Matt Ford introduces a little-known group…
Male Aphanius iberus from the Delta del Llobregat, Barcelona. © Matt Ford
The traditional image of killifishes is that of ostentatious, highly-coloured African or American species from genera such as Aphyosemion, Nothobranchius or Simpsonichthys, but it might be surprising to learn that there also exist a number of rarely-discussed, very attractive species native to Eurasia of which several are found in southern Europe.
In particular the genus Aphanius Nardo, 1827 contains more than 20 species which are probable descendants of ancient fishes inhabiting the former Tethys Sea.
They’re found throughout the Mediterranean region and Arabian Peninsula as far as Pakistan and India with this irregular pattern of distribution a result of geologic activity during the Cenozoic Era, and most remaining populations are geographically isolated from one another.
Map of populations in Spain with A. iberus (dark blue) and A. baeticus (purple).
Species diversity is highest in the eastern Mediterranean, Middle and Near East regions with Turkey a particular hot-spot, whereas the western Mediterranean is less rich with only four native species of which two, Aphanius iberus (Valenciennes, 1846) and A. baeticus Doadrio, Carmona and Fernández-Delgado, 2002, are endemic to Spain.
These two were once widespread throughout lowland, littoral habitats in the country, but in the last century their range has diminished dramatically and they currently exist only in a handful of brackish and hyper-saline coastal lagoons, salt marshes, and first order streams along the country’s Mediterranean and Atlantic coastlines.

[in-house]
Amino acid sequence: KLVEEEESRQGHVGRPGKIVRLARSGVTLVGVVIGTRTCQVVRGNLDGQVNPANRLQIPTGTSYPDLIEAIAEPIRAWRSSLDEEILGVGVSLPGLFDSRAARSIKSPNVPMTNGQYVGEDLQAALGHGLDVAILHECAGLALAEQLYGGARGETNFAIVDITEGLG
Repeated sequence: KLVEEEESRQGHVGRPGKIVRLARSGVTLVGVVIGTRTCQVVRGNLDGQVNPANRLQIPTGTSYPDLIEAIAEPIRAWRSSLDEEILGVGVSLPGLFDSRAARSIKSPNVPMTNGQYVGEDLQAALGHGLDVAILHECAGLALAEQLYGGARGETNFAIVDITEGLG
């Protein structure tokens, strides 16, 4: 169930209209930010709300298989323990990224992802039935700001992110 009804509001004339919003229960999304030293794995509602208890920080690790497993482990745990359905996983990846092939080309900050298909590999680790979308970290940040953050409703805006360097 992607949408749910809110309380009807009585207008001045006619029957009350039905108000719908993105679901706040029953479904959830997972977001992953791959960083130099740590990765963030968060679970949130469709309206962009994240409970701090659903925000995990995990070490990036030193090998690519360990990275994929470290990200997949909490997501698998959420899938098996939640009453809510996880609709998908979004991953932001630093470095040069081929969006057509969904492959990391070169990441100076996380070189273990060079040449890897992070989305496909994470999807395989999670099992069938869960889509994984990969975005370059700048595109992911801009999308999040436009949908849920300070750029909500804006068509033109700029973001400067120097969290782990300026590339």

This huge decline has been caused exclusively by human interference via the detrimental impact of introduced species such as the mosquitofish, Gambusia holbrooki, and mummichog, Fundulus heteroclitus, plus extensive habitat degradation caused by dessication and pollution of wetlands and human overpopulation of many coastal areas.
Introduced Gambusia holbrooki are highly-invasive throughout Mediterranean Spain. © Matt Ford
Both species are considered to be under extreme risk of extinction, and as a result they’ve become largely inaccessible to aquarists, are protected under Spanish and European law and illegal to collect without a near-impossible to obtain license. Despite these measures their numbers continue to dwindle on an annual basis, however.
A. iberus (Valenciennes, 1846) is the most well-distributed of the two in nature and best-known in the aquarium hobby. It originally occurred along the majority of Spain’s Mediterranean coastline from Catalonia to Almería but a 2006 study for the IUCN concluded that its numbers had decreased by as much as 50% in the previous decade and it’s been protected under Spanish and international conservation law since 1994.
The 16 remaining subpopulations are highly-fragmented in geographical terms, with a resultant lack of genetic flow. The situation is hardly aided by the indifference of the national authorities towards fish conservation in general, and even management of existing protected zones is totally inadequate.